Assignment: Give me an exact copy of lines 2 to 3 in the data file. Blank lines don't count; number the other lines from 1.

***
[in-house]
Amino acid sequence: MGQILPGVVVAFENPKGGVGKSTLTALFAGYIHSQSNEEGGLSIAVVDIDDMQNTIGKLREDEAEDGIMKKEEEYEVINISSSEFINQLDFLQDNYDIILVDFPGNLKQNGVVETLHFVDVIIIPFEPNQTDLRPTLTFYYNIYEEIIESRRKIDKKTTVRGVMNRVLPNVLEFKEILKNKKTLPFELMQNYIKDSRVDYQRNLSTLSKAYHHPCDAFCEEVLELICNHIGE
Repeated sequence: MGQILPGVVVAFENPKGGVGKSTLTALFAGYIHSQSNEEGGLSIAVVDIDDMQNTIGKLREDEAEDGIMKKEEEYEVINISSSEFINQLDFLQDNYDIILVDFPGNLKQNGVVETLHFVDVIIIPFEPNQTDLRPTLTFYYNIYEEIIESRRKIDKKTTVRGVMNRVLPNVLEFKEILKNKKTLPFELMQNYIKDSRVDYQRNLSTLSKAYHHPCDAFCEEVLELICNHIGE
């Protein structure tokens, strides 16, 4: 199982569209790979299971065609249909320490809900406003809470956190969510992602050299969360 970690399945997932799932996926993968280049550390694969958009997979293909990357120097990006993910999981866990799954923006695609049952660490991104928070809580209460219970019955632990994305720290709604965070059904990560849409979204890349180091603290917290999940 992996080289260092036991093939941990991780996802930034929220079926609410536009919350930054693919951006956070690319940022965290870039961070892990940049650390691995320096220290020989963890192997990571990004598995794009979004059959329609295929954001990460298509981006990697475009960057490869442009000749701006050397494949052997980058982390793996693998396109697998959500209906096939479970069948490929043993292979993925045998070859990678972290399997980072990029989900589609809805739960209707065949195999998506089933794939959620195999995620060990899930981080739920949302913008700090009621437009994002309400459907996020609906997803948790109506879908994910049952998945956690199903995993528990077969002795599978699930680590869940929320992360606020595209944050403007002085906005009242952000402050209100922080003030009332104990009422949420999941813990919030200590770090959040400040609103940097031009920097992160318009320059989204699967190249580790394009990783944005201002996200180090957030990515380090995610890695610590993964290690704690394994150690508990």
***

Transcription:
Amino acid sequence: MGQILPGVVVAFENPKGGVGKSTLTALFAGYIHSQSNEEGGLSIAVVDIDDMQNTIGKLREDEAEDGIMKKEEEYEVINISSSEFINQLDFLQDNYDIILVDFPGNLKQNGVVETLHFVDVIIIPFEPNQTDLRPTLTFYYNIYEEIIESRRKIDKKTTVRGVMNRVLPNVLEFKEILKNKKTLPFELMQNYIKDSRVDYQRNLSTLSKAYHHPCDAFCEEVLELICNHIGE
Repeated sequence: MGQILPGVVVAFENPKGGVGKSTLTALFAGYIHSQSNEEGGLSIAVVDIDDMQNTIGKLREDEAEDGIMKKEEEYEVINISSSEFINQLDFLQDNYDIILVDFPGNLKQNGVVETLHFVDVIIIPFEPNQTDLRPTLTFYYNIYEEIIESRRKIDKKTTVRGVMNRVLPNVLEFKEILKNKKTLPFELMQNYIKDSRVDYQRNLSTLSKAYHHPCDAFCEEVLELICNHIGE